As I sit tonight to write, most of the the presents are wrapped, the lights on the tree are twinkling, and the peace of silence in a Christmas-house has come. It feels like a holy night. And time to reflect.
More than two thousand years ago, in a crowded stable in Bethlehem of Judea, a baby boy was born to a new mother. She wrapped him tightly and laid him in a manger, watched over by her faithful husband Joseph. Surely she marveled, as all mothers do, at the closeness of heaven, at the perfection and majesty and heavenly trust that his arrival represented. Surely she whispered his name, Immanuel. Surely she knew that God was now with us.
In the entire Biblical record there are only 20 verses to relate this holiest of events, and so much has been embellished and added on.
What we do know is that an angel came to make the greatest announcement the world has ever known, not to Caesar Agustus, the emperor of Rome, and not to King Herod, his vassal. Not to Pontius Pilate the governor of Judea, and not even to Annas the High Priest, but to shepherds in their fields, who came running to see, and to worship.
Tonight I look down through those long years, and in my mind and heart I am there. I am stunned to silent wonder with the shepherds, after seeing an angel and hearing his pronouncement. I look up to the Heavens with tears in my eyes and marvel to hear the choirs of the Almighty singing, "Glory to God in the Highest!" And at the angel's urging, the shepherds and I run to that lowly stable, falling silent as I enter the sphere of light and the Heavenly quiet that fill the small space.
Together with these humble witnesses, in my mind I kneel, for a little while, near that manger, gazing in wonder at the newborn King. Silent night. Holy night. Heavenly peace.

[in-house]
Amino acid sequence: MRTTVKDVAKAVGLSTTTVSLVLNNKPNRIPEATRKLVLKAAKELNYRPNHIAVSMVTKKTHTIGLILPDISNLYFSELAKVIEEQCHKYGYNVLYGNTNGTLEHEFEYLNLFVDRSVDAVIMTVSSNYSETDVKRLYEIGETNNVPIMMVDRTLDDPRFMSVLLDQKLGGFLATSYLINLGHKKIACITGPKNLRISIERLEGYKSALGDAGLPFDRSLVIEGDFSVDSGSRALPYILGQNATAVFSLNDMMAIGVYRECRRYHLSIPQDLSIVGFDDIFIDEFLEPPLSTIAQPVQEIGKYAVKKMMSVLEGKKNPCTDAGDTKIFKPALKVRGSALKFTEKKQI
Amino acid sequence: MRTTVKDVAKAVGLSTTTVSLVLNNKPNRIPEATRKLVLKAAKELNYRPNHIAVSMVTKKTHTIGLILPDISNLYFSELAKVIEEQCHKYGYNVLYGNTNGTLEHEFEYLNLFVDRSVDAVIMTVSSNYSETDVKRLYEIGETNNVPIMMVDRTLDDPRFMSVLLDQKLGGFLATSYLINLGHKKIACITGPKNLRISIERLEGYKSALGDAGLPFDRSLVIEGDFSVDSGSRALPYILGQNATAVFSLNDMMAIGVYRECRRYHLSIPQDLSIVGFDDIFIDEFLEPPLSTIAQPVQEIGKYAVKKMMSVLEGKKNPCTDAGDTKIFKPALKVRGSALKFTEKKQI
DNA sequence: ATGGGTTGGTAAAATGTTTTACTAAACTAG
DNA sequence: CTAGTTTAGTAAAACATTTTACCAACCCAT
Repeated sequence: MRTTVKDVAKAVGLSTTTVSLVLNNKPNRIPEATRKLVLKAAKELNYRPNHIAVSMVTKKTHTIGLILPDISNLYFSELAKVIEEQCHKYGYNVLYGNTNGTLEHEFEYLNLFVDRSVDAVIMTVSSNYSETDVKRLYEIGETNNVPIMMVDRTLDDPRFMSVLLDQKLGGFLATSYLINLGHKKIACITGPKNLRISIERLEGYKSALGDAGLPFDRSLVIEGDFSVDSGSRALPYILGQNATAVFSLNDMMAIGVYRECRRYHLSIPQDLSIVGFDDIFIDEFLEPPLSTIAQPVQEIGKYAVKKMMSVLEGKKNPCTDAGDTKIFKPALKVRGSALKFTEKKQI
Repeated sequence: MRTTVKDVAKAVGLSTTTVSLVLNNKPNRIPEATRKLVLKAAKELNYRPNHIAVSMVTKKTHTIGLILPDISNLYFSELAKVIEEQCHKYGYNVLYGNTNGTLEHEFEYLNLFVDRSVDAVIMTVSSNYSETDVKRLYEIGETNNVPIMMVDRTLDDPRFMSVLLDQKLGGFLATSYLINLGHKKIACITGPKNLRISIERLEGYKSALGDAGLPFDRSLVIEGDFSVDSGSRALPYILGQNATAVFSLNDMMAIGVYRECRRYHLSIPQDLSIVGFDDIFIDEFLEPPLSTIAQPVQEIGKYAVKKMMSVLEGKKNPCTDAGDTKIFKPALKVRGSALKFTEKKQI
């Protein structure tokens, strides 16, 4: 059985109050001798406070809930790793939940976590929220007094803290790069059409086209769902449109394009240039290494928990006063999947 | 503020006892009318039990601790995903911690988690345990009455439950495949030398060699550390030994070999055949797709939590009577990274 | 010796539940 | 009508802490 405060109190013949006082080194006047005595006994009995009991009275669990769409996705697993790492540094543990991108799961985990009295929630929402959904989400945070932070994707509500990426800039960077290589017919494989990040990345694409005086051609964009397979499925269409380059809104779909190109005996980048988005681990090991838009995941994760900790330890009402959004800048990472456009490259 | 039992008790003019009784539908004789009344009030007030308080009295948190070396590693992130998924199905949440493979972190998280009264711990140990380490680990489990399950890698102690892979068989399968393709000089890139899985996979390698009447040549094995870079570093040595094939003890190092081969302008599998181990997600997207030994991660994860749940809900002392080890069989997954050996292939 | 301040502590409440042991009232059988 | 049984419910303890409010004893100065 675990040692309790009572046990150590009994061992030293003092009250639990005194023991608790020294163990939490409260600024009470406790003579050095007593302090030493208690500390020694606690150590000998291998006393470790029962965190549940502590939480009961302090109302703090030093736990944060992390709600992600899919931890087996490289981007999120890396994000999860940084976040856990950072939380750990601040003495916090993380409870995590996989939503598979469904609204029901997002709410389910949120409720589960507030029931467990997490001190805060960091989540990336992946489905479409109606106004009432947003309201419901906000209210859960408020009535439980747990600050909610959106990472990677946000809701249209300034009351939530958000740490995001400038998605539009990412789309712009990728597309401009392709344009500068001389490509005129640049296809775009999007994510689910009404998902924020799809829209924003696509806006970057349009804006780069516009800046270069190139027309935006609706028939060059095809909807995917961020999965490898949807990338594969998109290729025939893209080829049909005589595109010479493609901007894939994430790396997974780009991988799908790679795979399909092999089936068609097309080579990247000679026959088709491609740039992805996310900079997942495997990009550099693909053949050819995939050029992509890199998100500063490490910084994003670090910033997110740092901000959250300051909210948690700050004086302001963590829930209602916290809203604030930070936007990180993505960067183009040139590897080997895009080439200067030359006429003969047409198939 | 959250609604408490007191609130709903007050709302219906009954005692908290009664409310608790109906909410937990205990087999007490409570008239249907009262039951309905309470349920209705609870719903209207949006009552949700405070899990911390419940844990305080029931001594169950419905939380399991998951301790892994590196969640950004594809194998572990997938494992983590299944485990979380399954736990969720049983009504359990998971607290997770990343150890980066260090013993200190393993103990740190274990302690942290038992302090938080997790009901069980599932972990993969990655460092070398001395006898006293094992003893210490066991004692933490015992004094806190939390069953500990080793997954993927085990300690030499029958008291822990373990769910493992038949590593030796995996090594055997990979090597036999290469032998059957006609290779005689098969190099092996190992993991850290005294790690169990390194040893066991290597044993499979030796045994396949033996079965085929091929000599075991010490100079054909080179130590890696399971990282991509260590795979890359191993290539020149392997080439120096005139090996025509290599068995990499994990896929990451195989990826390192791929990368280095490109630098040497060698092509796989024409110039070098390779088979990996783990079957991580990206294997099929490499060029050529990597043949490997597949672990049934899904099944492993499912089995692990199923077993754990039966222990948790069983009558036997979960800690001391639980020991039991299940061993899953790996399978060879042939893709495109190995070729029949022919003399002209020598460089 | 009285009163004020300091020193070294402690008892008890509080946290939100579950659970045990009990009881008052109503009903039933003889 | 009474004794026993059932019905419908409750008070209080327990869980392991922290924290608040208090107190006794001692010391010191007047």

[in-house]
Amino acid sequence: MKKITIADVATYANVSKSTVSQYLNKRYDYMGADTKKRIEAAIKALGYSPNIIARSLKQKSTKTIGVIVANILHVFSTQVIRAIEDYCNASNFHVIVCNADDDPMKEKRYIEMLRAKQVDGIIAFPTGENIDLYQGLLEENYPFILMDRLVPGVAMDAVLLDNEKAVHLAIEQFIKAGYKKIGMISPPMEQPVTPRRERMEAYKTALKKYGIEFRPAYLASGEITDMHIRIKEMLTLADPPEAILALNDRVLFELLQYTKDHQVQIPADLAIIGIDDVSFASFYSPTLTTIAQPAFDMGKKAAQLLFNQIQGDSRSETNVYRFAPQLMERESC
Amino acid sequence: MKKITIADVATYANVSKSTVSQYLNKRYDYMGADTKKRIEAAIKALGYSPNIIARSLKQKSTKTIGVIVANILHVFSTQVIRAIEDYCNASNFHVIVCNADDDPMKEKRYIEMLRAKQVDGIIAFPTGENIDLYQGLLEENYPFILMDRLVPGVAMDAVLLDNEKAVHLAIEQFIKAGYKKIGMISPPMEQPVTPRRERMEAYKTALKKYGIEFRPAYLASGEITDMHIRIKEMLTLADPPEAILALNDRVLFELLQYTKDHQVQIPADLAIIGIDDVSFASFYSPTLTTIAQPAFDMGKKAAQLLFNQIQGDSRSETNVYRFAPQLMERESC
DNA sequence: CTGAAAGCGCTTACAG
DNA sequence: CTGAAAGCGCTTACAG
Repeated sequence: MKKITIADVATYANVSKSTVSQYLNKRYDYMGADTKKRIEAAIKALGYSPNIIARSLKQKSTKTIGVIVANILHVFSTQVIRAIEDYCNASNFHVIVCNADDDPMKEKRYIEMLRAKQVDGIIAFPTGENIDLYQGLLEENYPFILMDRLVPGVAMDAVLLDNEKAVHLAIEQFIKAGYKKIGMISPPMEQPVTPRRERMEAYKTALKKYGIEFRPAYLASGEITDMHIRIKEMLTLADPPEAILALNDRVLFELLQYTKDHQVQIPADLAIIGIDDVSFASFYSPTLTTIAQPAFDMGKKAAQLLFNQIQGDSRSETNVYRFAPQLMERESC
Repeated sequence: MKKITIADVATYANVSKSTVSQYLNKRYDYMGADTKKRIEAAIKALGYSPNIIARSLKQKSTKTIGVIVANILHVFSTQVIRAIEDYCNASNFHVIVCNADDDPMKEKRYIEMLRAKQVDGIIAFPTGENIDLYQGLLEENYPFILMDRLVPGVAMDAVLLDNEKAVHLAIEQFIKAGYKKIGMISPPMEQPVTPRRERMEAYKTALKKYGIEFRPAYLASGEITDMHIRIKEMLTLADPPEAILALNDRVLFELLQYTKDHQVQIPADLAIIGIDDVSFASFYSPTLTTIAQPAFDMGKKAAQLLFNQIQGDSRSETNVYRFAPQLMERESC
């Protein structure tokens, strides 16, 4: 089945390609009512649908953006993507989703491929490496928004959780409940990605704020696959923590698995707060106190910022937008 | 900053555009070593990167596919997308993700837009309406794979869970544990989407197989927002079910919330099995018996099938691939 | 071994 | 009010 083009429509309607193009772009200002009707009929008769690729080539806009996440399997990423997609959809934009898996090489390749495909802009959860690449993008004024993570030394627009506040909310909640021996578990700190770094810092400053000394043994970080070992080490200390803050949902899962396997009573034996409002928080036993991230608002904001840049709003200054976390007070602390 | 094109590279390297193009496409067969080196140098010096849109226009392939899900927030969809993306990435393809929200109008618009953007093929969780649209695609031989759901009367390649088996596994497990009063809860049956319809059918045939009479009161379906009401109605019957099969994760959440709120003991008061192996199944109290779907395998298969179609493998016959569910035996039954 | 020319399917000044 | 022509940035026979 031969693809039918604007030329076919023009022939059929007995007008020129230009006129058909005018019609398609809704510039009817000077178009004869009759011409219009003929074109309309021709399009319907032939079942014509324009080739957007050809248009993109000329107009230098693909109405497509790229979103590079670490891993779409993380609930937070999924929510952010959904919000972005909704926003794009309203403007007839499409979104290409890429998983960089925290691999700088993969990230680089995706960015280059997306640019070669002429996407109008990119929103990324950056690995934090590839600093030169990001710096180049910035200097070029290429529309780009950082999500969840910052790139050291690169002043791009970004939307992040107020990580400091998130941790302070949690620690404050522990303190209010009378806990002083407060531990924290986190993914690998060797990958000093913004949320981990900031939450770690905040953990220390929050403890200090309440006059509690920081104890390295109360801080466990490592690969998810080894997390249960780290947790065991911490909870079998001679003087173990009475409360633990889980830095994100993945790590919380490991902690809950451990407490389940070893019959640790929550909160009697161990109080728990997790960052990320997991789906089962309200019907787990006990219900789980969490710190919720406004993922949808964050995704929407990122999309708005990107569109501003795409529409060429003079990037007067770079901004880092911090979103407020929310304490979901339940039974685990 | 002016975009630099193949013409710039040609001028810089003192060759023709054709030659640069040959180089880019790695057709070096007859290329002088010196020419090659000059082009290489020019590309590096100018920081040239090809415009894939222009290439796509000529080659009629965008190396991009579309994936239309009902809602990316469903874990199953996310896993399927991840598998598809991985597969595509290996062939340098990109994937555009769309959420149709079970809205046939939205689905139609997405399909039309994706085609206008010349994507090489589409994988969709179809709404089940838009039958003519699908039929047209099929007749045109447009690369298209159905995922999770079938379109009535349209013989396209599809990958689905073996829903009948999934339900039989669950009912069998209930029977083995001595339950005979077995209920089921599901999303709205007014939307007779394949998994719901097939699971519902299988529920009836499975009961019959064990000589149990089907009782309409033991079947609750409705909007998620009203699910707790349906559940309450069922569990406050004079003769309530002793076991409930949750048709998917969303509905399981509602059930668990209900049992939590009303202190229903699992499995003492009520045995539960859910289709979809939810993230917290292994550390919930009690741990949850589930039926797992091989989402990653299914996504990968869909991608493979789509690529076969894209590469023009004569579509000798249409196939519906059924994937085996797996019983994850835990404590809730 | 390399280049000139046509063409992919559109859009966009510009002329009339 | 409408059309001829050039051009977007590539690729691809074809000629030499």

It seems fitting to me that the Prince of Peace came to earth as a baby. That the best and only hope of mankind, the King of Kings, was given to us in a stable in an overcrowded and preoccupied city.
One of my most favorite Christmas hymns is the beautiful, “O Little Town of Bethlehem”, whose third verse reads:
How silently, how silently
The wondrous gift is given
So God imparts to human hearts
The blessings of his heaven
No ear may hear his coming
But in this world of sin
Where meek souls will receive him still
The dear Christ enters in.
So tonight I think about silent gifts, given with such an example, without any expectation or fanfare. This year I have been the recipient of gifts freely given from gentle and generous hearts - friendship, love, kind words. A generous heart. Shoulders to lean on. Support for the hands that hang down. Comfort for the mourning. All gifts, in their own way, like the great silent Gift from a Heavenly Father who loves us, and a Savior who made a gift of his life.
Thank you, sweet friend, for all that you do to make this darkening world a brighter place. I celebrate this season with you, wherever you might be. May you have a wonderful, peaceful, bright Christmas. May you feel Heaven close, it be full of magic, and Spirit, and love.